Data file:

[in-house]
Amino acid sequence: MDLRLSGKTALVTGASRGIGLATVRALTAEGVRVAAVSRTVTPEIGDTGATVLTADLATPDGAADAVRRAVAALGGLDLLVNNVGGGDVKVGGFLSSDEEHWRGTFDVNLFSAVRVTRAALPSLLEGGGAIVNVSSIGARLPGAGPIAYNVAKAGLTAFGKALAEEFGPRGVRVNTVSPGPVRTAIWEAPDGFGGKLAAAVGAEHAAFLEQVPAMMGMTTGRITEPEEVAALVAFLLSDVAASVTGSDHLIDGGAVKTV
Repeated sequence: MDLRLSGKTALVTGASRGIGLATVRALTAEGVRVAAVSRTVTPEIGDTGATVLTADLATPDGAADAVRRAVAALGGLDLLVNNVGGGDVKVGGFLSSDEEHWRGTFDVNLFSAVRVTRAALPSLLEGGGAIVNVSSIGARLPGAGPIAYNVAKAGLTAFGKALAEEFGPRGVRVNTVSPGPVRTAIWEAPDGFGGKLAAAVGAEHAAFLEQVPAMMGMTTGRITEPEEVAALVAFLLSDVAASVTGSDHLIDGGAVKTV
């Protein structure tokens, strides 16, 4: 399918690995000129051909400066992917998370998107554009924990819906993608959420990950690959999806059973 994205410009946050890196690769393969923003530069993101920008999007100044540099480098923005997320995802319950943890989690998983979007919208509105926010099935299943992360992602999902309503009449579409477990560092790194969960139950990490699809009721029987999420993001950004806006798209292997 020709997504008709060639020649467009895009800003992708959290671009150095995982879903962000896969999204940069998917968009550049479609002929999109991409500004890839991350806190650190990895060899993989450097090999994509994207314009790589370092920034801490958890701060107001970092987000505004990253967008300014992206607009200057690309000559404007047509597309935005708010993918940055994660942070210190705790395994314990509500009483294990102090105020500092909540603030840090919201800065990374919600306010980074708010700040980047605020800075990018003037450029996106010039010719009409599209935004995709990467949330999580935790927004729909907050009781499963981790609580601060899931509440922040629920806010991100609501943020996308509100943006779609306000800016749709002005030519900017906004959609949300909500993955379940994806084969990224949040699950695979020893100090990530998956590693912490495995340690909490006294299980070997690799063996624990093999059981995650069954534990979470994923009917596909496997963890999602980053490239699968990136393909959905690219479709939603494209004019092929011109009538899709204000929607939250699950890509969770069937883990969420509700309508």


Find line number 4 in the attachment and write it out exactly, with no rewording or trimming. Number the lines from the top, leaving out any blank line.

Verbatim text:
């Protein structure tokens, strides 16, 4: 399918690995000129051909400066992917998370998107554009924990819906993608959420990950690959999806059973 994205410009946050890196690769393969923003530069993101920008999007100044540099480098923005997320995802319950943890989690998983979007919208509105926010099935299943992360992602999902309503009449579409477990560092790194969960139950990490699809009721029987999420993001950004806006798209292997 020709997504008709060639020649467009895009800003992708959290671009150095995982879903962000896969999204940069998917968009550049479609002929999109991409500004890839991350806190650190990895060899993989450097090999994509994207314009790589370092920034801490958890701060107001970092987000505004990253967008300014992206607009200057690309000559404007047509597309935005708010993918940055994660942070210190705790395994314990509500009483294990102090105020500092909540603030840090919201800065990374919600306010980074708010700040980047605020800075990018003037450029996106010039010719009409599209935004995709990467949330999580935790927004729909907050009781499963981790609580601060899931509440922040629920806010991100609501943020996308509100943006779609306000800016749709002005030519900017906004959609949300909500993955379940994806084969990224949040699950695979020893100090990530998956590693912490495995340690909490006294299980070997690799063996624990093999059981995650069954534990979470994923009917596909496997963890999602980053490239699968990136393909959905690219479709939603494209004019092929011109009538899709204000929607939250699950890509969770069937883990969420509700309508």